In S.N.M. Abdi v. Prafulla Kr. Mahanta, AIR 2002 Gouhati 75 - It was observed -

"The right to enjoyment of private reputation, unassailed by malicious slander is of ancient origin and is necessary for human society. A good reputation is an element of personal security and protected by Constitution............

The only defence in such a situation is that if such statement is correct he is not liable but he had to do so by filling a written statement to establish it as the burden being on him but in the present case the defendant did not file written statements and did not adduce any evidence in support of the article published - Next question is what would be the amount of compensation. In deciding the question of compensation in such situation, the court must take into consideration the following things -

(1) the conduct of plaintiff

(2) his position and standing

(3) nature of libel

(4) absence or refusal of any retraction or apology

(5) whole conduct of the defendant from date of publication of libel to the date of decree.

Ans. Privileges acts under the law of torts. - There are certain pervilaged occasions which require that a person should be allowed to express himself without fear of being subjected to liability for defamation. In such cases the interest of the plaintiff in his reputation is outweighed by the interest of the defendant or the society. If the plaintiff sues for defamation the defendant in defence can plead that the statement alleged to be defamatory was privileged. The privileges, may be of two kinds :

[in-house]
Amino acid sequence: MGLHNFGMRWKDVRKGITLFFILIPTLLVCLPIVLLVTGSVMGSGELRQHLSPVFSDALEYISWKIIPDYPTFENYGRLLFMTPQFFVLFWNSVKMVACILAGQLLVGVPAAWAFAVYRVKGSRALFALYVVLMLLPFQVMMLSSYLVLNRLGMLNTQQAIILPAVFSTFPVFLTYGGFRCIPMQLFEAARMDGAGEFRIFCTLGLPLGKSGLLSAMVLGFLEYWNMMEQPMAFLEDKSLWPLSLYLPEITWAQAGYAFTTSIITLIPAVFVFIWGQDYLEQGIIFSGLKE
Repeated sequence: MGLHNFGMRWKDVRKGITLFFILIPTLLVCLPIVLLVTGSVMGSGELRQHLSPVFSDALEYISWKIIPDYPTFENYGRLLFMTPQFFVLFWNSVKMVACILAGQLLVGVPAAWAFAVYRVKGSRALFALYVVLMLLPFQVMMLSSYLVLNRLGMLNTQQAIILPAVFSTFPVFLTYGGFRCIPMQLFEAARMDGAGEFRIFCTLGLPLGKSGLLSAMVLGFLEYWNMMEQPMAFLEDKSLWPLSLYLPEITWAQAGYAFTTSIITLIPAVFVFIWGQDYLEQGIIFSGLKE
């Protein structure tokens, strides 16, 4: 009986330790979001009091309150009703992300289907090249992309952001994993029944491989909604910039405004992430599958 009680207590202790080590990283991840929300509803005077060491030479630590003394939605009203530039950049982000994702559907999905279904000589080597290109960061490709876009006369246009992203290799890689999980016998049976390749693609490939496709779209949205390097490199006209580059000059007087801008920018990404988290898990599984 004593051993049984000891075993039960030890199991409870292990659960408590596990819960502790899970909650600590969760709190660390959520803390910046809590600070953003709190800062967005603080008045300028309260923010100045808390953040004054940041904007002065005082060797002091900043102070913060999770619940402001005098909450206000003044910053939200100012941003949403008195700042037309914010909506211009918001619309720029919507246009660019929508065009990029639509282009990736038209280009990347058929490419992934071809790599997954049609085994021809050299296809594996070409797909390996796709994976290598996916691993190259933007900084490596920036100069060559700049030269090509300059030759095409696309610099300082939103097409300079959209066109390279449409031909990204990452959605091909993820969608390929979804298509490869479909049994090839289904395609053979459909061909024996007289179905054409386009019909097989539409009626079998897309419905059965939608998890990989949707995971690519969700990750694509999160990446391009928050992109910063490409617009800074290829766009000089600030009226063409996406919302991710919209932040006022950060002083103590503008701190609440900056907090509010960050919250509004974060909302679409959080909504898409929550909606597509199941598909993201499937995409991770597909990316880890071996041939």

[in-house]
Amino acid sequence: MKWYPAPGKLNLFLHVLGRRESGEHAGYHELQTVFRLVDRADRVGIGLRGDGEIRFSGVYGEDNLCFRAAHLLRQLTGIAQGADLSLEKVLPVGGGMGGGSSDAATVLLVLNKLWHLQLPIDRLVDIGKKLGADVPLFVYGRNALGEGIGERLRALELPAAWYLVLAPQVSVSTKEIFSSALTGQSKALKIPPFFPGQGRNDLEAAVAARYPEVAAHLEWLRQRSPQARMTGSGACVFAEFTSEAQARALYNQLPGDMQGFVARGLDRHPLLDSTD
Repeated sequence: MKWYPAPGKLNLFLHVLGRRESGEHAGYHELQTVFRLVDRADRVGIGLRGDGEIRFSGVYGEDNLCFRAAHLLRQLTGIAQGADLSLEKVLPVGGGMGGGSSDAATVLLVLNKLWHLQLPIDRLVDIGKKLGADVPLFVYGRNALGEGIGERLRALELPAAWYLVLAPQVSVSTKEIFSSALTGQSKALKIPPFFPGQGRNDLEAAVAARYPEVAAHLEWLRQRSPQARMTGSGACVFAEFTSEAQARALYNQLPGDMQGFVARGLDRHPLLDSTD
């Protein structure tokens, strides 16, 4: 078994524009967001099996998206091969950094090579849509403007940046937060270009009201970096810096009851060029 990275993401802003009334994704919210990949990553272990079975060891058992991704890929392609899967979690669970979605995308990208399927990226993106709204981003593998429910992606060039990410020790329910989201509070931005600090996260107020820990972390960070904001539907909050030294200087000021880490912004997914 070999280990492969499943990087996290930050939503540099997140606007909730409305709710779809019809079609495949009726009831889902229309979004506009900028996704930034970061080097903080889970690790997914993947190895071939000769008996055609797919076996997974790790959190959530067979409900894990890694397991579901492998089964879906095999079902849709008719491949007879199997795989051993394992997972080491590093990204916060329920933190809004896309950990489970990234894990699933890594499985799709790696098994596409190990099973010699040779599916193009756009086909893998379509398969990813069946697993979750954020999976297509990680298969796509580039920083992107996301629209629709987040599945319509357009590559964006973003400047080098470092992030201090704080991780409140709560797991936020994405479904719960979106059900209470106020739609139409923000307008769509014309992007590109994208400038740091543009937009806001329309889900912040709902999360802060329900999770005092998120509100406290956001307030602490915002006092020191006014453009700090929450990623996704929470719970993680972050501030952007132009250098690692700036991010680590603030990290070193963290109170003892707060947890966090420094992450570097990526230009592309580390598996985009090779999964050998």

I. Absolute Privilege.

II. Qualified Privilege.

(I) Absolute Privileges. - A statement is absolutely privileged if no action lies for it even though it is false and is made maliciously with a view to causing injury to the plaintiff. Such privilege is available where the communication is of such paramount importance that nothing should defeat it. Here the individual interest is completely subordinated to that of the community. Following are the instances of absolute privilege :

(a) Parliamentary proceedings.

(b) Reports of Parliamentary Proceedings.

(c) Judicial proceedings.

(d) Fair and accurate reports of judicial proceedings.

(e) Official communications between State Officers.

(f) Complaints to police officers.

(g) Communication between husband and wife.

(a) Parliament Proceedings. - Whatever is said members in the house of legislature is absolutely privileged. In England it is based on Section 1 of the will of the right 1668 which provides that "the freedom of speech and debates in parliament ought not to be impeached on questioned in any Court or place out of parliament. In India the privilege is conferred by provisions of the Constitution. Articles 105(2) and 194(4) provide that the members of Parliament and State Legislatures respectively enjoy an absolute privilege in respect of anything said inside the House. No suit can be maintained for defamation against any member for anything said within the walls of the House even if the Statement is malicious.